LOVINGTON — Lea County officials asked state representatives for a total of $16.56 million in capital outlay funding.
With the second session of the New Mexico’s 54th Legislature set to begin in two months, two state senators and four state representatives elected from Lea and Eddy counties met last week with officials of local governmental entities to hear their presentations.
By the end of each session, legislators know how much funding the Legislature has allotted for capital outlays in their districts. The annual capital outlay gathering provides local governments an opportunity to explain their requests in advance of the upcoming session.
Gathered to hear the presentations were Rep. Cathrynn Brown, Rep. James Townsend, Sen. Gregg Fulfer, Sen. Gay Kernan, Rep. David Gallegos and Rep. Larry Scott.
Top of the list for Lea County was a $5 million request to support renovation of the historical courthouse in downtown Lovington, originally built in 1936 and remodeled in 1957. At a total cost of about $17 million, the structure will undergo a complete interior renovation lasting more than two years.
Actual remodeling will require moving staff out of the courthouse, which is set to be done when the new judicial complex is complete. County leaders expect the new judicial complex to be up and running by the start of summer 2020.
“Once the new judicial complex is complete, we’ll move the second floor, which is the courtrooms, into the judicial complex,” County Manager Mike Gallagher told the legislators. “Then, we’ll do an interior demolition and start the renovation process.”
While the court personnel, including the district attorney, are being moved, other county staff will transfer temporarily to a new general services building at the Lea County Fairgrounds, Gallagher explained.
The plan is to consolidate most county offices into the remodeled courthouse.
“What I like about this is it will create a one-stop shop. Right now we have county offices that are scattered in Hobbs and in Lovington,” Gallagher said. “We’re going to keep the road department in Hobbs. We’re going to keep a presence in Hobbs.”
Gallagher assured the legislators, “We’re going to do the remodel in such a way that we stay true to the historical features that are in the facility.”
In response to Kernan’s question about the timing of staff movement, Gallagher said, “We will not start moving any staff out of (the courthouse) or start working on this project until the new judicial complex is 100% complete.”
Gallagher explained the judicial complex completion has been delayed, but the county is negotiating with contractor’s bonding company to get the job done soon.
The county’s second priority capital outlay request is for $3 million for a central heating and cooling plant for the Lea County Detention Center.
County Facilities Director Erick Francke explained to the legislators the central plant would replace aging units and supply heating and cooling for both the detention center and the nearby sheriff’s office.
“This would reduce our operating expenses and allow us to have much better fresh air than we do now,” Francke said.
Ruben Quintana, warden of the detention center, told the legislators he has a 400-bed adult facility and 32-bed juvenile facility.
“We’ve been at that location since October 2005, so we’re near the 15-year mark with (the current HVAC units),” Quintana said, adding the county holds detainees for all municipalities in Lea County and has agreements to detain prisoners for other counties and the U.S. Marshall Services.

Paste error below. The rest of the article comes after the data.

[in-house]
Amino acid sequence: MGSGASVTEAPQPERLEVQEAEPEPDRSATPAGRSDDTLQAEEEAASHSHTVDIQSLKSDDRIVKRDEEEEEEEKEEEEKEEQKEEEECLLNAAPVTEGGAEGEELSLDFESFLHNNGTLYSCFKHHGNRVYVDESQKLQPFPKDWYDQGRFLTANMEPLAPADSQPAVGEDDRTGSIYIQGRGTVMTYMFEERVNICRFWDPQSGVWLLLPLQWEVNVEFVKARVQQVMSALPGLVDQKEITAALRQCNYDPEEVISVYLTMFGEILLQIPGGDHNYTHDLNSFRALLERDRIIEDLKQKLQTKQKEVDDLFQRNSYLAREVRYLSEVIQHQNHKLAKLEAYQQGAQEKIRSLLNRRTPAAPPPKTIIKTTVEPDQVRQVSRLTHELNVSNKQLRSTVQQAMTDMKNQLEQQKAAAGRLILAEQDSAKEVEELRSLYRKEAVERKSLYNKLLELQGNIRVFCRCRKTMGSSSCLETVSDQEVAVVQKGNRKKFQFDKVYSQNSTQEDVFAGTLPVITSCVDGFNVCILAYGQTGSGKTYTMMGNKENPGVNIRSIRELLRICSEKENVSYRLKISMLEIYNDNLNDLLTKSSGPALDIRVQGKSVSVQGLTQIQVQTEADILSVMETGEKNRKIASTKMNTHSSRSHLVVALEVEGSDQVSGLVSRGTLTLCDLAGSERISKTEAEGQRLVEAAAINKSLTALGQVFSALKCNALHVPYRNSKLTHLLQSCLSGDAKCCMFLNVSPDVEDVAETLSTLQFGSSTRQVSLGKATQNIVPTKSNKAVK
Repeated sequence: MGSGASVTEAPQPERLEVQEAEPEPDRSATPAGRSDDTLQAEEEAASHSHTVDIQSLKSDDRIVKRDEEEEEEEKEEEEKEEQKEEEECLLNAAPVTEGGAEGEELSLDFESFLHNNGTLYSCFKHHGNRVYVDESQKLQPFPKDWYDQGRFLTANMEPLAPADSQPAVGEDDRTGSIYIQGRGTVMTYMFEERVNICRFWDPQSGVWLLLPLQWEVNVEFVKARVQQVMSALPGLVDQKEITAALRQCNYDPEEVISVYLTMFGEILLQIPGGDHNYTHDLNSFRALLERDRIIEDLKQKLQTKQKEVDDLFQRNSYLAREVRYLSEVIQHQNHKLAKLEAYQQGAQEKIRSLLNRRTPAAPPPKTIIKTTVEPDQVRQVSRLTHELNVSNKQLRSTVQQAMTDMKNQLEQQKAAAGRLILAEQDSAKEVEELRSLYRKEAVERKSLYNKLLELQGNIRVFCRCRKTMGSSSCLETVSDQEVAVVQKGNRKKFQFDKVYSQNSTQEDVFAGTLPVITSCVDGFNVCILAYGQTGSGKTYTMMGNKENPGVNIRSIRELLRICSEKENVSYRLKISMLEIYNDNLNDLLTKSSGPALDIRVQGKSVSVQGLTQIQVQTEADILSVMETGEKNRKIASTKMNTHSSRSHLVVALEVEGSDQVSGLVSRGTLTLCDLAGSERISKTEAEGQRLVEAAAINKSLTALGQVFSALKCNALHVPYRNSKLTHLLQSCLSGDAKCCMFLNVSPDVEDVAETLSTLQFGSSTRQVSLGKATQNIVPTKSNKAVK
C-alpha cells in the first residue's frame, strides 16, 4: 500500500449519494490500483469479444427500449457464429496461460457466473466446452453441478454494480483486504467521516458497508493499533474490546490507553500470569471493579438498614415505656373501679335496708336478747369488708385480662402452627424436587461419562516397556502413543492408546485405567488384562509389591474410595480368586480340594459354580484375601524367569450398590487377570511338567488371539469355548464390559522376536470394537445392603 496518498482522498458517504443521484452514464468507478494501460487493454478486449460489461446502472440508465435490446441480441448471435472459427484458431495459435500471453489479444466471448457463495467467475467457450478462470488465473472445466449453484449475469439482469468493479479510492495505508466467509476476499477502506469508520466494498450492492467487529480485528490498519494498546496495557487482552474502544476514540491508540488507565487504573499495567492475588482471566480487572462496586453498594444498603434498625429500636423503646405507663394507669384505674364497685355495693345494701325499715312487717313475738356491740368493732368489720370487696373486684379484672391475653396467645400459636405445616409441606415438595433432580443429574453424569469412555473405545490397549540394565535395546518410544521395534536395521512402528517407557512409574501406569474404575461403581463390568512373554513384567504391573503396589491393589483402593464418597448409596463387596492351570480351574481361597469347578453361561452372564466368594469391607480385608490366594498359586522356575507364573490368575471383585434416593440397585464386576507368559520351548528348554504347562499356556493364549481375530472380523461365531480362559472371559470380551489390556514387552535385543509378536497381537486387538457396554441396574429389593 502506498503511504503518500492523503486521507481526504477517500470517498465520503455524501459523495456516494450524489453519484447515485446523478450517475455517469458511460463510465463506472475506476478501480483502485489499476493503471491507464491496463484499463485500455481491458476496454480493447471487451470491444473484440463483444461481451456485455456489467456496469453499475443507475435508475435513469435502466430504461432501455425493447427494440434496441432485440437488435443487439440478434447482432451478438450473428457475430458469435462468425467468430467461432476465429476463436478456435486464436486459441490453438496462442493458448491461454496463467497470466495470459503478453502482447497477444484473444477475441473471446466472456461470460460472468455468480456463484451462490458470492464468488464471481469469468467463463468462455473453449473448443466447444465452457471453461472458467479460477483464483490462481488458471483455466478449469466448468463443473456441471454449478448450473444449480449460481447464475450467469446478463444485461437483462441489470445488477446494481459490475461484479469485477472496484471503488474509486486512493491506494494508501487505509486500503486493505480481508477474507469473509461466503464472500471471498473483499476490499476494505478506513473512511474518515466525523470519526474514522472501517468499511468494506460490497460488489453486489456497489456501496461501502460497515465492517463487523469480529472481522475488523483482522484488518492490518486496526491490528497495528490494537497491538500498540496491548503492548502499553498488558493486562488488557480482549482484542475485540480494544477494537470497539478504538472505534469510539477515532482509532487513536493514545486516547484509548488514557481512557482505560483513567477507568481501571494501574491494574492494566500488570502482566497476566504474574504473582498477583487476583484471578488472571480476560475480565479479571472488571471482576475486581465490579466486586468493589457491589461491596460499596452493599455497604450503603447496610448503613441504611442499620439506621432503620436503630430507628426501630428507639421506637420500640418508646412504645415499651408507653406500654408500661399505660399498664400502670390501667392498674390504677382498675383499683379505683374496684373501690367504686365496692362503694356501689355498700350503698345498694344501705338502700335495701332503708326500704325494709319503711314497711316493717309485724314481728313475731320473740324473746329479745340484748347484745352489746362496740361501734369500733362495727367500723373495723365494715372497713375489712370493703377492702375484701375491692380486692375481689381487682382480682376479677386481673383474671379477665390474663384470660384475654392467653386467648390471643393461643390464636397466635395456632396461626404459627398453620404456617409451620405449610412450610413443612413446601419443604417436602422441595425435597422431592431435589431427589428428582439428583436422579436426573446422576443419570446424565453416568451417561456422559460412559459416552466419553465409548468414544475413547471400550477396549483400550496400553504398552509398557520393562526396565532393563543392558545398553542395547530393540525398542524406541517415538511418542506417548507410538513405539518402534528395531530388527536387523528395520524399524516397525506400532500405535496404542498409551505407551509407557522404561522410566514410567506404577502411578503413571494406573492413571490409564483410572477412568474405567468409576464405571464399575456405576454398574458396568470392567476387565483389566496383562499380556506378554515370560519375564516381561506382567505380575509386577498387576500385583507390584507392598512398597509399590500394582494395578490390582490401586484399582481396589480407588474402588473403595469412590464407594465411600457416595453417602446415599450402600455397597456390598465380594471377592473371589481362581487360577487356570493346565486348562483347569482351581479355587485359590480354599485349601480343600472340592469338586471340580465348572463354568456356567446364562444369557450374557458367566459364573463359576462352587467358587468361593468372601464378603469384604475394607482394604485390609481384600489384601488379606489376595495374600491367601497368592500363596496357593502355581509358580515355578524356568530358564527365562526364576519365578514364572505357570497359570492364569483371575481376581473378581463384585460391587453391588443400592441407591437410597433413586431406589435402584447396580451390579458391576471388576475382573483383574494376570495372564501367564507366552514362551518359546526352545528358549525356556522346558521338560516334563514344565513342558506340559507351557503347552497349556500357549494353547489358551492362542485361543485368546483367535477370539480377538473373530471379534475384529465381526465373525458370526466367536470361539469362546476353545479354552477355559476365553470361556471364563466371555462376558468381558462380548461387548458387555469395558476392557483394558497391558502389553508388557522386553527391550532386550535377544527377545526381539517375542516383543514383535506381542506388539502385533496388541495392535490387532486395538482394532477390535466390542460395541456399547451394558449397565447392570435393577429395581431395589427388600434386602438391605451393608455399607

Gallagher believes the Lea County Detention Center is going to become one of the more important detention centers in the state.
“Because right now, other juvenile housing units in other towns are closing and we’re taking them,” he said. “Curry County recently closed theirs and more and more counties are considering closing their juvenile units because of the cost associated with housing them.”
Assistant County Manager Corey Needham addressed the county’s final three priorities, starting with No. 3 priority, ISO fire rating improvements.
Asking a capital outlay grant of $500,000, Needham said the county had developed a plan that will cost a total of about $2.5 million to improve water delivery in the event of fires outside incorporated communities.
Much of the funding, Needham said, will come through partnering with the communities and the county itself to complete the planned improvements.
Widening and reconstructing Battle Axe Road at a total cost of $8.2 million is Lea County’s No. 4 priority, Needham said while asking for $6.7 million in capital outlay funding.
“There’s a high concentration of drilling activity in the area,” Needham told the legislators, calculating about 3,000 trucks per day to service almost 700 drilling rigs.
Kernan noted recent legislative action had lifted some restrictions on getting state money from a county roadway fund. Needham acknowledged he was unaware of the legislation, but would check into it.
To Scott’s question how long the Battle Axe Road reconstruction would take, Needham explained the construction process before estimating it would take about a month.
Also a road issue, the No. 5 priority seeks $1.36 million to partially fund a total cost of $1.87 million to widen and reconstruct Knowles Road, north of Hobbs to Stiles road. The plan is to widen the road from 24 feet to 32 feet.
“When we developed our longterm plan for our roadways we split our thoroughfares into two categories, the oilfield thoroughfares and those close to our municipalities,” Needham explained.
“We’ve already done a portion of this roadway. We’re looking at extending it,” Needham said.
After Gallagher wrapped up Lea County’s presentation by pointing out the public safety and transportation aspects, Kernan said, “Personally, I appreciate how you have your projects prioritized. I think your requests are very reasonable.”
Curtis C. Wynne may be contacted at ..